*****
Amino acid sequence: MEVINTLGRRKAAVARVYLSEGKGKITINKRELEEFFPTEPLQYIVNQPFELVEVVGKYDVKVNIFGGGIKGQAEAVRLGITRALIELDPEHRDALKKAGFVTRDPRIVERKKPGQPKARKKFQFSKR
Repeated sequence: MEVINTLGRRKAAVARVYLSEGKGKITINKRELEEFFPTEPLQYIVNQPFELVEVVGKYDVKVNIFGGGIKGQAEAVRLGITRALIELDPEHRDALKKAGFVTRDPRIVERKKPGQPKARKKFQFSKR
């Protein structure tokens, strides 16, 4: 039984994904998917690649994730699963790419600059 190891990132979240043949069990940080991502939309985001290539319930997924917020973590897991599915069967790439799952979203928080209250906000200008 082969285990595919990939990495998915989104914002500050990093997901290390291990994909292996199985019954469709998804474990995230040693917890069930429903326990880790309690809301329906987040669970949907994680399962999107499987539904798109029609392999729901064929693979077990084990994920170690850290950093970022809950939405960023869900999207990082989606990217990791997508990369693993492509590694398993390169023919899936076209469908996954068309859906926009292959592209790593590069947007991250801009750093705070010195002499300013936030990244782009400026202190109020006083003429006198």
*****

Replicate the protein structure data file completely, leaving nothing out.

Amino acid sequence: MEVINTLGRRKAAVARVYLSEGKGKITINKRELEEFFPTEPLQYIVNQPFELVEVVGKYDVKVNIFGGGIKGQAEAVRLGITRALIELDPEHRDALKKAGFVTRDPRIVERKKPGQPKARKKFQFSKR
Repeated sequence: MEVINTLGRRKAAVARVYLSEGKGKITINKRELEEFFPTEPLQYIVNQPFELVEVVGKYDVKVNIFGGGIKGQAEAVRLGITRALIELDPEHRDALKKAGFVTRDPRIVERKKPGQPKARKKFQFSKR
């Protein structure tokens, strides 16, 4: 039984994904998917690649994730699963790419600059 190891990132979240043949069990940080991502939309985001290539319930997924917020973590897991599915069967790439799952979203928080209250906000200008 082969285990595919990939990495998915989104914002500050990093997901290390291990994909292996199985019954469709998804474990995230040693917890069930429903326990880790309690809301329906987040669970949907994680399962999107499987539904798109029609392999729901064929693979077990084990994920170690850290950093970022809950939405960023869900999207990082989606990217990791997508990369693993492509590694398993390169023919899936076209469908996954068309859906926009292959592209790593590069947007991250801009750093705070010195002499300013936030990244782009400026202190109020006083003429006198």